And that’s just a fairly random sampling of people I personally admire, who have been dead long enough that it’s safe to talk about their shortcomings.

There never has been and never will be a public figure widely lauded as “good” about whom people won’t be able to dig up dirt, because we are all human, and flawed. All our idols have feet of clay. And while we sometimes write off the dark side of our heroes with phrases like, “Well, he was a man of his time,” or “a product of his culture” or whatever, that really doesn’t cut it. Often these are real, damaging dark sides, and the very reason we admire these people is because they transcended their time and their culture. It’s right to be disappointed and angry when our heroes let us down, because their flaws are very real.

Another layer of the disappointment, beyond the personal, is the sense that the beliefs they represented — whether that be Christianity, or some other religion, or a humanist philosophy — should have made them better. The flaws of our heroes cause us to question not only these men and women themselves but what they stood for, because how could their beliefs really have been real and effective while still leaving them so damaged?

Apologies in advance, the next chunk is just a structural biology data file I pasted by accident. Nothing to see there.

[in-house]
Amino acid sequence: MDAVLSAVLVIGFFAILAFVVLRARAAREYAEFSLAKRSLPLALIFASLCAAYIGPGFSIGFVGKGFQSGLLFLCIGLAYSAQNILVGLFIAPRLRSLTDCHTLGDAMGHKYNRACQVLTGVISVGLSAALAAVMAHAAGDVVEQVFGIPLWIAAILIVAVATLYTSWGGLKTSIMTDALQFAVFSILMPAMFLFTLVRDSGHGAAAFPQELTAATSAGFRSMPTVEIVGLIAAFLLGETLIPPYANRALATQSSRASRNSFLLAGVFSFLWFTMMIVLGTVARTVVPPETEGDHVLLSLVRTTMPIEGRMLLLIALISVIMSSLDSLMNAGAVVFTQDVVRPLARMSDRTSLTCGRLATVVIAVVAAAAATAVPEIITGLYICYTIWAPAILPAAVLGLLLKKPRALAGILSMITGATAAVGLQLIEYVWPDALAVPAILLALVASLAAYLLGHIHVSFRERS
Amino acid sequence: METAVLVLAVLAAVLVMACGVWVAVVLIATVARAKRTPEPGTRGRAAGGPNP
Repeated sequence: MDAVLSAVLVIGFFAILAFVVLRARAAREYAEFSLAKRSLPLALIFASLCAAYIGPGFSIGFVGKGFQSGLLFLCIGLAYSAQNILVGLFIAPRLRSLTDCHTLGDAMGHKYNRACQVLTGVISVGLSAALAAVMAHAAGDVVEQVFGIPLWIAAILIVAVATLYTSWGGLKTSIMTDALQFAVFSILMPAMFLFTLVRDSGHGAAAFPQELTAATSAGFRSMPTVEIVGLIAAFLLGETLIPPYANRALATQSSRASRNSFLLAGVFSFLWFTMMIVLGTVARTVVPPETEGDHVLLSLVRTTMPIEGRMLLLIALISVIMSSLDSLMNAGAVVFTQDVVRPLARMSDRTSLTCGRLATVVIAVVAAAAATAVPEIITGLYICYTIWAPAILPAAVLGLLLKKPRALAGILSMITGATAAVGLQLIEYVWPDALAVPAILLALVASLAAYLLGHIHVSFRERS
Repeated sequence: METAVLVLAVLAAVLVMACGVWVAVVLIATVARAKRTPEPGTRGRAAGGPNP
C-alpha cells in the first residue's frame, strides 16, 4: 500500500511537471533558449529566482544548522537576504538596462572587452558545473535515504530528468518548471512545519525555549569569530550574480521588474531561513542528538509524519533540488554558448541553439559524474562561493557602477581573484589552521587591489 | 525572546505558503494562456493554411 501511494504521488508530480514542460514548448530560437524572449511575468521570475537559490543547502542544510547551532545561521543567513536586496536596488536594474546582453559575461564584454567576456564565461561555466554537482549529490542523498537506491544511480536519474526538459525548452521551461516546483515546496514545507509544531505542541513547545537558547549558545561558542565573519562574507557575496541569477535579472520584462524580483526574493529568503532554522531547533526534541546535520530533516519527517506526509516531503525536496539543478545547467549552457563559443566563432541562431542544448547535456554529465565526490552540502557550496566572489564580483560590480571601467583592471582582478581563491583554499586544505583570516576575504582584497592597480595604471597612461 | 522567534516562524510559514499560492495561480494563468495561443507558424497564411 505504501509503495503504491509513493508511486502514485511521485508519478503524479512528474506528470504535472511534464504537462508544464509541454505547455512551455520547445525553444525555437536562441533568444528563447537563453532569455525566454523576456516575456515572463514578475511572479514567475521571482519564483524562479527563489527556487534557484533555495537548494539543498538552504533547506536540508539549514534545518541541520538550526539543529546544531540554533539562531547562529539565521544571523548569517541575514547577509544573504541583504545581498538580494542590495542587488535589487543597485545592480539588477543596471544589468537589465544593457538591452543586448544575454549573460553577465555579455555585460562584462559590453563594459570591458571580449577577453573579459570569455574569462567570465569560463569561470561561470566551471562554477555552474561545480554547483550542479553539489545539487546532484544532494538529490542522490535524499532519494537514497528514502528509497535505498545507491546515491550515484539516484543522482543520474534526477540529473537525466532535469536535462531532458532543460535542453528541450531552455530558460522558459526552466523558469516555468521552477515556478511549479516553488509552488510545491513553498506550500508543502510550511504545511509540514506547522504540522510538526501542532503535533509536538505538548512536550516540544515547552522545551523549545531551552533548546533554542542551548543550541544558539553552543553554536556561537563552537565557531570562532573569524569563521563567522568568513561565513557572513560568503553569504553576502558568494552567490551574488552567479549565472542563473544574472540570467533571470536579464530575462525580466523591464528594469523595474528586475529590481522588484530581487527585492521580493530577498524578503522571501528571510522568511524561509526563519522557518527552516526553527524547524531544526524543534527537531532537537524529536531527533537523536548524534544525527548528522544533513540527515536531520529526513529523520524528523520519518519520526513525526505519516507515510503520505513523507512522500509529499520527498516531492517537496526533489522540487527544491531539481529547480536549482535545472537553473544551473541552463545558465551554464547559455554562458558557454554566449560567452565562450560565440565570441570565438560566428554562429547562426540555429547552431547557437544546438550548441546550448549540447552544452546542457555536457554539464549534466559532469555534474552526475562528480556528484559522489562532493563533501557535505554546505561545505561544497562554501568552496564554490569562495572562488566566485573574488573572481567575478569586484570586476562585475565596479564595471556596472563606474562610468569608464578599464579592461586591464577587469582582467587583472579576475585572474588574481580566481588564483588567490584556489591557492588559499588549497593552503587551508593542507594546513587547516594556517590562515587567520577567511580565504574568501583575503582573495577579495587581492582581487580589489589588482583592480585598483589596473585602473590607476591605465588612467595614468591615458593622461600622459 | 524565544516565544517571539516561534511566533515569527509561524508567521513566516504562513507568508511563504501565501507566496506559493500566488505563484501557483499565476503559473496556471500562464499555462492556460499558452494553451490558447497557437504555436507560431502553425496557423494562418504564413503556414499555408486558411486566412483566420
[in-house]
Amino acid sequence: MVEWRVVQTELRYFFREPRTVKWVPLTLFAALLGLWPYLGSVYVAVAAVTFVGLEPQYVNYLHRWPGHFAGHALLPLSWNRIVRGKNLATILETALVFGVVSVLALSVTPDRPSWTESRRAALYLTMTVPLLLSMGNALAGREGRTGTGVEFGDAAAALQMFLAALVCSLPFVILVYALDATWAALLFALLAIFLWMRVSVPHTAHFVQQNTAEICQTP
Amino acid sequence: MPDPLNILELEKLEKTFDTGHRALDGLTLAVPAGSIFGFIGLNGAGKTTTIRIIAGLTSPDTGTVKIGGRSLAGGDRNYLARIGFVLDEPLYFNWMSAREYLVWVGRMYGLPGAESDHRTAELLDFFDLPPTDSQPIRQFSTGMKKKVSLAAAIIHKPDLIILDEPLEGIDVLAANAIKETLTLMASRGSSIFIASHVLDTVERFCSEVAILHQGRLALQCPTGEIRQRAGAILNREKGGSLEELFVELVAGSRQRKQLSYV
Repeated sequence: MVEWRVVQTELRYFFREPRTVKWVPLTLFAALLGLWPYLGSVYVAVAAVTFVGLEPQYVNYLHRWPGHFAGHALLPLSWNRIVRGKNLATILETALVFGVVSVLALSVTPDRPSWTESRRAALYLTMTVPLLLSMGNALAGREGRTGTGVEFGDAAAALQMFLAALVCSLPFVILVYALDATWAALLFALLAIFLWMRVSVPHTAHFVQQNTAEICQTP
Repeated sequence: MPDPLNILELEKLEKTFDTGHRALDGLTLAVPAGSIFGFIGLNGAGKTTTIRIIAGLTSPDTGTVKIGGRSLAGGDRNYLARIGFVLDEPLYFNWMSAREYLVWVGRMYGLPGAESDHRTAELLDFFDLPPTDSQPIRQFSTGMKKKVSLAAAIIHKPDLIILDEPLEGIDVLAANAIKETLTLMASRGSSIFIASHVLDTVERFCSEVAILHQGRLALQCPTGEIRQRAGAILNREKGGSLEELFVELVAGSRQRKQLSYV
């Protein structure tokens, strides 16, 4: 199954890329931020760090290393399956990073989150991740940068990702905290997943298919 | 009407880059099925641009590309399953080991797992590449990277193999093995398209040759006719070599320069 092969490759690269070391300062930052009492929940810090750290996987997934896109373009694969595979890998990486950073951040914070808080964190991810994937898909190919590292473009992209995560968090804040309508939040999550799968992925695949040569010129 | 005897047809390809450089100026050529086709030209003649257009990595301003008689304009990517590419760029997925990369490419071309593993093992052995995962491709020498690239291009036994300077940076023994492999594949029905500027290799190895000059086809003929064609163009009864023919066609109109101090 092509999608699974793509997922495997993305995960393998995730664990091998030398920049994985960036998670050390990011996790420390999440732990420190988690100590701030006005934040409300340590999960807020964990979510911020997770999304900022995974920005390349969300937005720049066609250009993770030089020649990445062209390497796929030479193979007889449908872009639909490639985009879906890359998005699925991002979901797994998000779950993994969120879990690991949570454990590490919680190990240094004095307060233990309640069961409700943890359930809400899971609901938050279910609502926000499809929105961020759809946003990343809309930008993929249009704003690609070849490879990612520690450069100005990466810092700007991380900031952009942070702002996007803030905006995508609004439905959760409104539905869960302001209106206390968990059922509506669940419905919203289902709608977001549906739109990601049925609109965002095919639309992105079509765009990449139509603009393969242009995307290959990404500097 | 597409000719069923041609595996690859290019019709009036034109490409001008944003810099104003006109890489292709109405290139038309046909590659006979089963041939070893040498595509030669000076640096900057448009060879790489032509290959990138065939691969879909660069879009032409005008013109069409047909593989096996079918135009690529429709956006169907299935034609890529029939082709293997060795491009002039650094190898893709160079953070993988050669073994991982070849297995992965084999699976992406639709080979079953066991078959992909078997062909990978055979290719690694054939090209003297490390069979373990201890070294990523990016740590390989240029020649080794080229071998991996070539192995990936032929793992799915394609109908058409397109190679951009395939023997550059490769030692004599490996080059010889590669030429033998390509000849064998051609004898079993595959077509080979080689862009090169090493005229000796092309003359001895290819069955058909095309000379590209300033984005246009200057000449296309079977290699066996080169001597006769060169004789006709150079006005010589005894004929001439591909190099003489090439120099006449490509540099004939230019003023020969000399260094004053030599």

Despite all these I’ve decided to embrace the fact that my heroes are flawed. I don’t mean that I embrace the flaws themselves — antisemitism is just as ugly when it comes from Martin Luther’s pen as from Hitler’s, and just as wrong. Rather, I embrace the fact that the same person can have a beautiful idea and also an ugly one. That a human being can do right and also do wrong. I embrace this reality and am even grateful for it for two reasons.

First, it disabuses me of the tendency to make idols, to substitute creature for Creator and hero-worship anyone. Only God is perfect, and worthy of my worship. With my fellow humans, I can admire things they did, or said, or wrote … but recognize that they themselves are as fallen and flawed and in need of redemption as I am. Which leads me to the second and probably more important point …